JOHANNESBURG — Presidents and prime ministers, celebrities and royals joined tens of thousands of South Africans to pay tribute to Nelson Mandela on Tuesday, in a memorial service celebrating a man seen as a global symbol of reconciliation.
In what has been billed as one of the largest gatherings of global leaders in recent history, world leaders from U.S. President Barack Obama to Cuba’s Raul Castro gathered alongside street sweepers, actors and religious figures to pay tribute to the revered statesman who died last Thursday, aged 95.
Despite the pouring rain, the atmosphere inside Johannesburg ‘s FNB stadium was celebratory, with people dancing, blowing vuvuzela plastic horns and singing songs from the anti-apartheid struggle.
Around them, huge poster pictures of Mandela hung inside the stadium.
Many people carried banners honoring “Madiba,” Mandela’s traditional clan name. Others were draped in materials covered with his face or the green, yellow, black, red and blue colors of the South African flag.
Some had skipped work and lined up for hours to secure seats so that they could pay their respects at the stadium where Mandela delivered his first major speech after his release from 27 years in prison.
The four-hour service, coinciding with U.N. Human Rights Day, was the centerpiece of a week of mourning and was expected to bring much of South Africa to a stop.
It began with the national anthem before South Africa’s presidents — past and present — were introduced. There was a loud cheer from the crowd for F.W. de Klerk, the last leader of white South Africa, who shared a Nobel Peace Prize with Mandela for helping to end apartheid.
The joyous cries died down as speeches from Mandela’s family and friends, members of the African National Congress, as well as a fellow Robben Island prison inmate, began.
Anguished faces listened quietly as a sorrowful chant to “Tata Madiba” filled the air. “Tata” means “father” in Mandela’s Xhosa tribe.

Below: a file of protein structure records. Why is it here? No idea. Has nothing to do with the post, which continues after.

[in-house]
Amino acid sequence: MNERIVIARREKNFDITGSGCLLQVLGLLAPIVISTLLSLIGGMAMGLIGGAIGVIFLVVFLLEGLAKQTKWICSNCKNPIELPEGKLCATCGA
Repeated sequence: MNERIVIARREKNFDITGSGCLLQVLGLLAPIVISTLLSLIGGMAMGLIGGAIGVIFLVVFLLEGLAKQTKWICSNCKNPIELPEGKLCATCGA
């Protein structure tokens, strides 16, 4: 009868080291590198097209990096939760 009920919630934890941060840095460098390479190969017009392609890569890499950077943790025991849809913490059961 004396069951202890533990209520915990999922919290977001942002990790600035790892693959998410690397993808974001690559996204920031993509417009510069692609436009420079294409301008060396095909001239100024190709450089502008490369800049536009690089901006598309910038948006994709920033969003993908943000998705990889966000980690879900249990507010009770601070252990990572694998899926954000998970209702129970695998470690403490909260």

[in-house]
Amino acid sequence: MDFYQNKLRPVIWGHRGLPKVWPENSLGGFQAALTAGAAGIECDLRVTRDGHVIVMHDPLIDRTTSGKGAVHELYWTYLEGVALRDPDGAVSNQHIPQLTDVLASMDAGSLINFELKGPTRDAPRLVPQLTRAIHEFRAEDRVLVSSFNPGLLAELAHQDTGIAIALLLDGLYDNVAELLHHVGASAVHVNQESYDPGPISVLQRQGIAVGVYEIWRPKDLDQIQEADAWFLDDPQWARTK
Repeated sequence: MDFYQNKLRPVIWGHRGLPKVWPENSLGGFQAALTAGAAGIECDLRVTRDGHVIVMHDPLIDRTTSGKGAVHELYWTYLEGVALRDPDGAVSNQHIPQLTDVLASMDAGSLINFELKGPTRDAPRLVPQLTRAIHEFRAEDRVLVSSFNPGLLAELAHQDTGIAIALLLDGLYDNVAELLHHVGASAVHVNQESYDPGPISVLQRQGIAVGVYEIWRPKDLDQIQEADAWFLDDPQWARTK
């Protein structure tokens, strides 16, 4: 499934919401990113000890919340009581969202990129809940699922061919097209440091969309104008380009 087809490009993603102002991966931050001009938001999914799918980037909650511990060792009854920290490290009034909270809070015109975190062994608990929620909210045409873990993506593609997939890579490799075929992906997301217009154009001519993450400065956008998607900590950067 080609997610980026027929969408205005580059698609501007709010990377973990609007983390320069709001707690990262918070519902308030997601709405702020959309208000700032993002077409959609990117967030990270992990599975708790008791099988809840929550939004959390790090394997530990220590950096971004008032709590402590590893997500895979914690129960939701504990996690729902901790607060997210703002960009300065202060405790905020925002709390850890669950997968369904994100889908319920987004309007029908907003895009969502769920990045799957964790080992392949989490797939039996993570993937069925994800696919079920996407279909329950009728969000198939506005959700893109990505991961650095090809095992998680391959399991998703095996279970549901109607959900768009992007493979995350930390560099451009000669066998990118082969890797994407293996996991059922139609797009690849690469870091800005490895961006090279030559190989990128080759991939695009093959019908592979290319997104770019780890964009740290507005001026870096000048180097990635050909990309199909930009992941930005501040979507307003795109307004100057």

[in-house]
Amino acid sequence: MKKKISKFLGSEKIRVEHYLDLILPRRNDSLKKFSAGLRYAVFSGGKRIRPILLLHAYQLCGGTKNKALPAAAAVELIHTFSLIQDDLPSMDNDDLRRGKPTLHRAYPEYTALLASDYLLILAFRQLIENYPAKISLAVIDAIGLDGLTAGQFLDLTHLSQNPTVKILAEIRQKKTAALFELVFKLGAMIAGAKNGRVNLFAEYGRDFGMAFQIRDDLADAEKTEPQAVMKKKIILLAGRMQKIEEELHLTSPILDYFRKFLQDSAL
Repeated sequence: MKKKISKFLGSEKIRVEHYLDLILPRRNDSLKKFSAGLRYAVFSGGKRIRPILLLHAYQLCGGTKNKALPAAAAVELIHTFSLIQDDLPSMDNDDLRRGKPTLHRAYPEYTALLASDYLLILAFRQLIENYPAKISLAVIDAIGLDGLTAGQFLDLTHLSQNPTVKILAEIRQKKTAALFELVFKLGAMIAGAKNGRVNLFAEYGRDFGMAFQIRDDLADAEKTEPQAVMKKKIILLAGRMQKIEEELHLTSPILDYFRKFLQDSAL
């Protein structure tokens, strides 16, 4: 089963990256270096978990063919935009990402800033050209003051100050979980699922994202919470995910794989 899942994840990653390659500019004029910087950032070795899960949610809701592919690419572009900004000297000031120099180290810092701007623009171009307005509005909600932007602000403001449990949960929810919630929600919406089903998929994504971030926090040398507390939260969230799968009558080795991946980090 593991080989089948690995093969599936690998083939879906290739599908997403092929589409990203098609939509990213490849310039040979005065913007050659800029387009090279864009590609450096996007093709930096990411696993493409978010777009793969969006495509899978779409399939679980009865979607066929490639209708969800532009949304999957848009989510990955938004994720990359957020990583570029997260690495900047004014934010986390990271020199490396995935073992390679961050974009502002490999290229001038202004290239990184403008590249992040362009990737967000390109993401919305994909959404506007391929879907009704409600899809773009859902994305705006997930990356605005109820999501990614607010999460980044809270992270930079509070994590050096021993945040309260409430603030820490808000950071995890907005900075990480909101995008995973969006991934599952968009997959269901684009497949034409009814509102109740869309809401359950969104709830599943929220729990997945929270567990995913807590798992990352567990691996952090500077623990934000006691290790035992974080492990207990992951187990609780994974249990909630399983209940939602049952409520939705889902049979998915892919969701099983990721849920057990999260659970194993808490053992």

Mandela’s gift for uniting foes across political and racial divides was still evident at the service.
Walking up the stairs onto the stage to deliver his speech, Obama shook hands with Castro, an unprecedented gesture between the leaders of two nations that have been at loggerheads for more than half a century.
Obama, who like Mandela was his nation’s first black president, has cited Mandela as his own inspiration for entering politics.
“To the people of South Africa — people of every race and every walk of life — the world thanks you for sharing Nelson Mandela with us,” he said, calling him a “giant of history.”
To roaring applause, he said Mandela’s death should prompt self-reflection.
“With honesty, regardless of our station or our circumstance, we must ask: How well have I applied his lessons in my own life?” Obama said.
“It is a question I ask myself — as a man and as a president. We know that like South Africa, the United States had to overcome centuries of racial subjugation. As was true here, it took sacrifice — the sacrifices of countless people, known and unknown — to see the dawn of a new day.”
The presidents of Brazil, Namibia, India, Cuba and South Africa were designated speakers.
“South Africa has lost a hero, they have lost a father. The world has lost a beloved friend and mentor,” United Nations Secretary-General Ban Ki-moon said to loud cheers.
“Nelson Mandela was more than one of the greatest leaders of our time, he was one of the greatest teachers. And he taught by example.”
The stadium, which can seat around 90,000 people, was not full, and speeches were hard to hear at times.
In the keynote speech, South African President Jacob Zuma hailed Mandela as a global icon.
“Everyone has had a Mandela moment when this world icon has touched their lives,” he said.
“There is no one like Madiba. He was one of a kind.”
Foreign guests included British Prime Minister David Cameron, the Prince of Wales, French President Francois Hollande and Liberian President Ellen Johnson Sirleaf.